On Tuesday evening, as a large group of peaceful protesters marched over the Manhattan Bridge, members of the New York Police Department parked on opposite ends of the span, trapping 5,000 people over the water for nearly an hour. The night before, in Dallas, police officers corralled protesters on the Margaret Hunt Hill Bridge before arresting 674 of them (they were released later that night, with ‘at-large charges’ for ‘blocking traffic’). That same night in Washington, D.C., police officers drove protesters into a crowded intersection of Swann and 15th NW with teargas. All over the country this week, police officers have surrounded protesters—and then refused to let them leave.
This tactic is called kettling, a word you might have seen popping up in social media posts from and about the protests. The term evokes a boiling tea kettle, but it actually comes from a German military term referring to an army that’s completely surrounded by a much larger force. “Kettling is a law enforcement tactic specifically applied when the police have chosen to criminalize existence in public spaces,” says Blake Strode, Executive Director of ArchCity Defenders, a legal advocacy group that has handled kettling cases in St. Louis. “So separate and apart from who is caught in them and how people are impacted, which is all true and well-stated, it is also fundamentally about police dictating whom is allowed to be where and when.”
Ostensibly a form of riot control, kettling occurs when police officers block off streets and push people into confined areas, like a city block or a bridge. While protest and riot management traditionally focuses on dispersing crowds, kettling is all about containment. When you’re kettled, you have no access to bathrooms, very little space, and no place to go. Critically, no one gets to leave until the police say so. “Basically, it’s a pressure cooker without a valve,” said civil rights attorney Javad Khazaeli, ArchCity Defenders’ co-counsel on kettling cases.
In theory, the technique allows police officers to slowly release small groups out the kettle as a way of defusing tension. In practice, however, it’s deeply problematic. “You’re interfering with people’s right and ability to do what the first amendment protects, which is to go out in the street and tell the government what you think,” says Jonathan Smith, Executive Director of the Washington Lawyers’ Committee for Civil Rights and Urban Affairs. “It also punishes the innocent for the misconduct of the few. That is also constitutionally infirm. To seize somebody, under the fourth amendment, you need to have a basis for doing so.” But when kettling happens, large swathes of people are grouped together indiscriminately.
But kettling is particularly insidious for the way it elevates tension, rather than defusing it. “The tactic of completely surrounding a group of civilians leads to panic and increases the likelihood of a physical confrontation between the citizens and the police,” said ArchCity Defenders attorney Maureen Hanlon. Tensions run high in a kettle—protesters can become agitated, giving police officers grounds to employ more violent tactics and conduct arrests. Such was the case in Brooklyn this Wednesday, when police officers circled a peaceful protest at Cadman Plaza—and then descended with batons. The danger is even greater while battling a pandemic: in addition to garden-variety aggressive policing, kettling is also the opposite of social distancing.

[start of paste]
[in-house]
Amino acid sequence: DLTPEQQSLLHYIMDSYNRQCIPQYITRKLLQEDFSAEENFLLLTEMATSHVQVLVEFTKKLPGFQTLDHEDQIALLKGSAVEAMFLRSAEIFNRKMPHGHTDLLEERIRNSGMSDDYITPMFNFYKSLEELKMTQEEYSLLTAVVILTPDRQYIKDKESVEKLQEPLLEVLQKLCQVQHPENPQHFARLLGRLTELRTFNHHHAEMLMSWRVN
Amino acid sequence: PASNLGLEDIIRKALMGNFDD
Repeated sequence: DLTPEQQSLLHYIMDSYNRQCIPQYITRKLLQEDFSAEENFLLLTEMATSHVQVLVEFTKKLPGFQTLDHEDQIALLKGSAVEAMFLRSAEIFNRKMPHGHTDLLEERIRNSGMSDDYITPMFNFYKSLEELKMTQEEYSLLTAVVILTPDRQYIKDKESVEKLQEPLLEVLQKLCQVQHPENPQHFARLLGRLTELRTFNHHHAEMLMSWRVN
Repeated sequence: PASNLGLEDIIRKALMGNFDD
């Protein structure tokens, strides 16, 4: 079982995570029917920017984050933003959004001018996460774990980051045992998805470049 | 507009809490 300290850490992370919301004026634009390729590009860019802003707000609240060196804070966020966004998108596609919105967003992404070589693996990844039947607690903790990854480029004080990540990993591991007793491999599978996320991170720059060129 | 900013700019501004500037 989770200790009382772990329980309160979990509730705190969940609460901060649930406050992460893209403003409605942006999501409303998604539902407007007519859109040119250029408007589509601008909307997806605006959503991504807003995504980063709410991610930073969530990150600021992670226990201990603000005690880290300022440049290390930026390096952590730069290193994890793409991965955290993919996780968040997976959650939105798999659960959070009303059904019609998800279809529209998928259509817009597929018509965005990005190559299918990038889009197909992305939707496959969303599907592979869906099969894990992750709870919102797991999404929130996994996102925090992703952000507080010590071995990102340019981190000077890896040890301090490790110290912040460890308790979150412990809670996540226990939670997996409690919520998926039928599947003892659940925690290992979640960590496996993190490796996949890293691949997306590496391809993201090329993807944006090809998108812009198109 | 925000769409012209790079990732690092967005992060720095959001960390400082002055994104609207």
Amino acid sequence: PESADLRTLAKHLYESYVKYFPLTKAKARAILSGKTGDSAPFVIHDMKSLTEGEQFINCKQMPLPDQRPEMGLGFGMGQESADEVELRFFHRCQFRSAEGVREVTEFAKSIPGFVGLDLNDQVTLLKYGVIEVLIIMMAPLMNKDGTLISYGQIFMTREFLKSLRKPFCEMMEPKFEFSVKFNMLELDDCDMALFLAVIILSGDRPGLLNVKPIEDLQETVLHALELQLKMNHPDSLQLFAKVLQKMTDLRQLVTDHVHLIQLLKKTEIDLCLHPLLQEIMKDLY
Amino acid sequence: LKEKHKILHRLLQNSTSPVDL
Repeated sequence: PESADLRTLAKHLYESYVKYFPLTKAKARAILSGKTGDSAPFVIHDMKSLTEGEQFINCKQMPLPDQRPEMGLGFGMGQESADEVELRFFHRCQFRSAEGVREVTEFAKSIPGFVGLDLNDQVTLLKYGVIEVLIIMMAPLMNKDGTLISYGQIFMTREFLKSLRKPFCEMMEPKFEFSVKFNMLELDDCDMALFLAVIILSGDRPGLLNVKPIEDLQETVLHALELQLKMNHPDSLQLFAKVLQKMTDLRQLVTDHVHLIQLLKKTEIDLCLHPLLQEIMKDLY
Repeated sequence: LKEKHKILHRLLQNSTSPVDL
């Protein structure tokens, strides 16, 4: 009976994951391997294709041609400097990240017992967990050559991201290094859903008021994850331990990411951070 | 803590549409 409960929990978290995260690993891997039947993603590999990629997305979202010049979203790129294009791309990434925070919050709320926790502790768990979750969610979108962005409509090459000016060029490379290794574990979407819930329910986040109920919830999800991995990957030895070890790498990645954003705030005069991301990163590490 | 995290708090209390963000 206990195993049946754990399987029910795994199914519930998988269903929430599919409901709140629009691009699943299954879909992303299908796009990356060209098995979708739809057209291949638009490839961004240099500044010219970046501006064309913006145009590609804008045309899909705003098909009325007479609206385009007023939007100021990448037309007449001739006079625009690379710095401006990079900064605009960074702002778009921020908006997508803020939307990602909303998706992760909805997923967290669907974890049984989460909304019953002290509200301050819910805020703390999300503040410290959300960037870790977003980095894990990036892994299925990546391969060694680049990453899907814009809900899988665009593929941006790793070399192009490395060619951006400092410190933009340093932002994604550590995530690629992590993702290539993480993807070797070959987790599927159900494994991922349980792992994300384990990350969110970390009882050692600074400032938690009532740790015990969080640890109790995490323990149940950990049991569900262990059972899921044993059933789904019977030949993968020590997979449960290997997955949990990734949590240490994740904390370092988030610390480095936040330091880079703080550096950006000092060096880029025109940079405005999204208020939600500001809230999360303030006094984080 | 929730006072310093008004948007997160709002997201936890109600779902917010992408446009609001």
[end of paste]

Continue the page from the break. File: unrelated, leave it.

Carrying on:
If kettles mark a new phase in this summer’s wave of protests, they are not a novel strategy for police. One of the first major instances in the United States took place at an anti-globalization and anti-war protest in Washington, DC in 2002, when officers protesters and random civilians alike in Pershing Park. Police hogtied some of those detained and posed for pictures. In 2017, DC police officers kettled protesters at Donald Trump’s inauguration. That same year, police officers kettled protesters marching against the acquittal of former police officer Jason Stockley, who fatally shot Anthony Lamar Smith. ArchCity Defenders and Khazaeli are still handling those cases. Perhaps the most infamous kettle took place in London in 2009, when police attempted to contain 10,000 people protesting the G20 summit for several hours. The UK courts subsequently ruled that the maneuver was illegal, and that kettling could only be used “as a last resort catering for situations about to descend into violence.”
If kettling has been on the rise this week, so has the outcry against it, from AOC (“No, this is dangerous,” she tweeted, before heading to the bridge) to Mark Ruffalo. But NYC Mayor Bill De Blasio defended the Manhattan Bridge kettle on Wednesday morning—suggesting that, at least in New York, kettling isn’t likely to go away any time soon. So what should a protester caught in one do? The Network for Police Monitoring acknowledges that kettles can be hard to anticipate, but you’re at less of a risk if you move quickly. To that end, the “Be Water” protest strategy employed in Hong Kong is useful—an agile pop-up protest model based on movement and frequent digital communication.“Situational awareness is the only real way to prevent it,” Smith advised. “If you feel like you’re being trapped, take an exit route. That’s the safest thing to do.”